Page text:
Trust: It's a Good Thing


The best way to find out if you can trust somebody is to trust them.

                    Ernest Hemingway

Many of you know that I regularly offer gift sessions on a pay it forward basis. Some people upon discovering this, express concern that I may be taken advantage of, especially when they learn that I do not screen potential recipients or ask for any proof of income or how they’re going to pay it forward. Although I appreciate their concern, I’m always a bit surprised. I find it hard to imagine that people would actually lie to get some free yoga, meditation, and/or coaching sessions.

More importantly, I’d rather trust people. I figure the last thing someone struggling financially needs is to suffer the indignity of distrust. If people tell me that they can’t afford to pay for sessions right now, I take them at their word unless they give me reason not to do so.

I truly believe that people give what they can when they can, and gifts come in all kinds of forms, least of which is money, although I appreciate money as much as anyone, especially when it comes to paying my bills. However, the reality is that most of us have periods where we're short on cash and need a hand as much if not more than a handout because the only thing worse than struggling is struggling alone. 

At such times, my deal with anyone who enters into a pay it forward working relationship with me is: I give freely to you. You give freely to someone else when you're in a position to do so, and we all feel good doing more good. It’s that simple. As far as I know, no one has ever taken advantage of this, or if someone has, he or she has done such a good job scamming me that I had no idea.

I’m deeply grateful to be in a position to offer this work to those who might otherwise not have the opportunity. I know that whatever success I currently enjoy is due in no small part to the generous support of clients, friends, family, and countless others, as well as the significant privileges bestowed upon me just by being born into this particular life. My policy of gifting sessions whenever I can is my way of paying that goodwill and good fortune forward.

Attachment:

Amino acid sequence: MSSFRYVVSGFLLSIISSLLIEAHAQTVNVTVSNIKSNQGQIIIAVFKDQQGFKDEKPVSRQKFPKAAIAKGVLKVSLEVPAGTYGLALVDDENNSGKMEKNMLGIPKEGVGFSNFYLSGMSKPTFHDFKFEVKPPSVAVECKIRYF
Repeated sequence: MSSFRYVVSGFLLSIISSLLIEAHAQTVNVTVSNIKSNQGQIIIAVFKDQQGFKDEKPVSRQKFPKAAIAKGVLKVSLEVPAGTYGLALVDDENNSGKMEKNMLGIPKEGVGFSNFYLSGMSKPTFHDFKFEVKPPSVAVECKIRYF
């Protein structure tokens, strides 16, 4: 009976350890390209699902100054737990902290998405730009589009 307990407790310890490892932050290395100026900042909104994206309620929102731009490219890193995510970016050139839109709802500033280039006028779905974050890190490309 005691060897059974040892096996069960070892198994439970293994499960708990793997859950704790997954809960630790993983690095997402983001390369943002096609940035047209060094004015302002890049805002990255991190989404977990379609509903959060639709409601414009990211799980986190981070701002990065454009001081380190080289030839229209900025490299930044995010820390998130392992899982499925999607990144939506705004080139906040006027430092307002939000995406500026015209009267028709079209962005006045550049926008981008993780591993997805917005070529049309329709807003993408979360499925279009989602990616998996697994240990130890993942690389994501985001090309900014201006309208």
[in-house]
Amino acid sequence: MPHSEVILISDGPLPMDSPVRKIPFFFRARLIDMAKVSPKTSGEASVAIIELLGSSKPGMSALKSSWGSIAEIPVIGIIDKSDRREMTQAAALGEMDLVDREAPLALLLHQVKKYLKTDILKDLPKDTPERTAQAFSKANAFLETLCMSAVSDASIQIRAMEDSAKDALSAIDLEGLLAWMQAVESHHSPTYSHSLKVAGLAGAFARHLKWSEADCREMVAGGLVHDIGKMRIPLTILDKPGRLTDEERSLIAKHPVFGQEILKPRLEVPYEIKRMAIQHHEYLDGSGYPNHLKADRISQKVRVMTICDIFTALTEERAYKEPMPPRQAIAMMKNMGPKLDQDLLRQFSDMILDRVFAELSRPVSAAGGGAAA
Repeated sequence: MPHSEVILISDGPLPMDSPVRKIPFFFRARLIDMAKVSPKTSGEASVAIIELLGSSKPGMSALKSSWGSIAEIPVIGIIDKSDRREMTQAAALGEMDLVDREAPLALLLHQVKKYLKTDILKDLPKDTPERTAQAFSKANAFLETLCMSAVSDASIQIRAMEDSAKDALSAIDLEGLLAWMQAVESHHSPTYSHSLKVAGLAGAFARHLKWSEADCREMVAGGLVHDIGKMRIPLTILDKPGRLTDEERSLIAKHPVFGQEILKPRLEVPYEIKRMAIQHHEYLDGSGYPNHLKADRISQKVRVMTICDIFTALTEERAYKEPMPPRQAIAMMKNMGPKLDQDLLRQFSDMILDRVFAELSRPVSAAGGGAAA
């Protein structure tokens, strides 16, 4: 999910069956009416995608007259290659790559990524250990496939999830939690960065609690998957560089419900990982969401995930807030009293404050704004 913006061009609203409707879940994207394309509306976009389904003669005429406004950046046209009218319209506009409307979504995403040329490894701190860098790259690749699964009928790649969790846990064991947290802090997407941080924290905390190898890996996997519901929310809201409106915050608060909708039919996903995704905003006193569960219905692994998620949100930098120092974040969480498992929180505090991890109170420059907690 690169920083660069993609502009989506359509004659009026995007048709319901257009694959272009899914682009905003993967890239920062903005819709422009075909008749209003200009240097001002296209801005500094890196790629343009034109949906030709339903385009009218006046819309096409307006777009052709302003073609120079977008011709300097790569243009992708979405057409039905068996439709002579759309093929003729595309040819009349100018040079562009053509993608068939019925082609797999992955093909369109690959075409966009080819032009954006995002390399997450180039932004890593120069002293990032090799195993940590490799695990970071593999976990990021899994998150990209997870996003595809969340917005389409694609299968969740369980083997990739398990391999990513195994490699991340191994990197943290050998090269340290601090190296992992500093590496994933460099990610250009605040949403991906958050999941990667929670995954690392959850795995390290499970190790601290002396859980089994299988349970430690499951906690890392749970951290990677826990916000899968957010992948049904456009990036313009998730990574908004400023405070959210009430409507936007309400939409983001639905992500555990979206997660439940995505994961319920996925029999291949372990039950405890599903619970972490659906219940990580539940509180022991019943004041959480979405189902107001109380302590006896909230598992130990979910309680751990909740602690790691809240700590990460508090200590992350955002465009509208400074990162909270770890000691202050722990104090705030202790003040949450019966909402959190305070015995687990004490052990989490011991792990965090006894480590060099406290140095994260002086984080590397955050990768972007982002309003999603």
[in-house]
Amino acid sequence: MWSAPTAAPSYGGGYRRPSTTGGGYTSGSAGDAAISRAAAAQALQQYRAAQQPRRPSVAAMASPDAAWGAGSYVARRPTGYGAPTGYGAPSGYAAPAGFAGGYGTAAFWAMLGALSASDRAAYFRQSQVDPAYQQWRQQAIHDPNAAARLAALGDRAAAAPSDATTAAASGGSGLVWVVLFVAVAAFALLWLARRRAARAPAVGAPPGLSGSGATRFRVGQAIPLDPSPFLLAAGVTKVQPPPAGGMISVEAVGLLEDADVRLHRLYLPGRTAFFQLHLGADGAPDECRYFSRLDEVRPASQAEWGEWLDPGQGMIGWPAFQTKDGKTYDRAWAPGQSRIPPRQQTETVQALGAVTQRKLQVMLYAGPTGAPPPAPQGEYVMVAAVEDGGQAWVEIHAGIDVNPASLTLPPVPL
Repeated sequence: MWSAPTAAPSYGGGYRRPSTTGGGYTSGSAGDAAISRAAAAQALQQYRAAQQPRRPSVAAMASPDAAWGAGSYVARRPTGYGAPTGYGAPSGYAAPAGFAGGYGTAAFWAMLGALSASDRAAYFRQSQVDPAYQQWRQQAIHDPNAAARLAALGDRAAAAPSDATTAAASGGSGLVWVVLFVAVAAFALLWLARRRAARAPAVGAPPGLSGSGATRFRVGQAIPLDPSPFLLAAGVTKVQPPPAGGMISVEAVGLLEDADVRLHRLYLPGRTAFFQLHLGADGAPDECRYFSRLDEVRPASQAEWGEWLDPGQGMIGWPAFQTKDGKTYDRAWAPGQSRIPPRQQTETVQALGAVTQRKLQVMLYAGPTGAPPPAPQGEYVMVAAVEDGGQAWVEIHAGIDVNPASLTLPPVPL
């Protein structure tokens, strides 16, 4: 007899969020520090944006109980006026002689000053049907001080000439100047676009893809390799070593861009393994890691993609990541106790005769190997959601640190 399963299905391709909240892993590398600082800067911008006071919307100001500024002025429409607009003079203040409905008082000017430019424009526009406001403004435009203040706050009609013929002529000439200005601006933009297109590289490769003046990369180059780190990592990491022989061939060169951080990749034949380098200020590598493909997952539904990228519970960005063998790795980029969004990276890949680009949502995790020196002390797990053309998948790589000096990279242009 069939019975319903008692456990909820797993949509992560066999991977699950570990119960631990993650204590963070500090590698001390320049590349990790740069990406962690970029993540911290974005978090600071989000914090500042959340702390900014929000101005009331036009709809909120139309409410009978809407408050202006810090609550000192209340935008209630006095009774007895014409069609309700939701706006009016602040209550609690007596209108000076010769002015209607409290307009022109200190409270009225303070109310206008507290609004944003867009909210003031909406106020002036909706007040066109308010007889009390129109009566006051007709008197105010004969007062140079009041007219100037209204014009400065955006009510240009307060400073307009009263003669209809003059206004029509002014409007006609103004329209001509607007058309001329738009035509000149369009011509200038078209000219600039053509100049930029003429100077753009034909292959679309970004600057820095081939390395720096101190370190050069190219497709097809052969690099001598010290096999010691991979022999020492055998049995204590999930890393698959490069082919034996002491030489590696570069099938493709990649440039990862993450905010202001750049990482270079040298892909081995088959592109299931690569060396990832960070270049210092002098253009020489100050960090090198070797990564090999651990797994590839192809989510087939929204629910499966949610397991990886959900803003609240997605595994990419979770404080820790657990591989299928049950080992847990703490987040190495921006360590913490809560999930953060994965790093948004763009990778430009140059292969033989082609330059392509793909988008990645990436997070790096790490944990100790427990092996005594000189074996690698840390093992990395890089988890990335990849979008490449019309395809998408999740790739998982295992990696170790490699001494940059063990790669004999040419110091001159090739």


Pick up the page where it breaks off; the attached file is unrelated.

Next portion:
And I'm not the only one who feels this way. I have clients who regularly pay a little more for their sessions to help fund pay it forward sessions for others. People can be so awesome.

This week I received a card from one of my clients. When we first met, he was going through a major life transition and didn’t have any discretionary income available for sessions, so we worked together on a pay it forward basis. When he entered a more stable, lucrative stage in his life, he began paying for sessions.

When I opened the card, I read, “Thank you. Thank you. Thank you. I can’t thank you enough. Back pay for individual yoga sessions and therapy.” Enclosed were a bunch of crisp bills, more than covering the cost of his gifted sessions.

I immediately sent him a note, “Oh my goodness! I just opened your card. You are so sweet, but that's far too generous. Even if you wanted to pay me for work which I was truly happy to gift, that's too much. I know that you're working hard to earn and save. Shall I put it toward future sessions?”

His response? “It's reimbursement. Thanks, but I won't accept it back. My cash flow is good, so not to worry. Well earned.”

Awww. How awesome.

This, my dear friends, is one of the many reasons why I don’t worry about being taken advantage of when I gift sessions, and why I'm not exaggerating when I tell you how lucky I am to be working with such awesome people. Seriously. These people are awesome.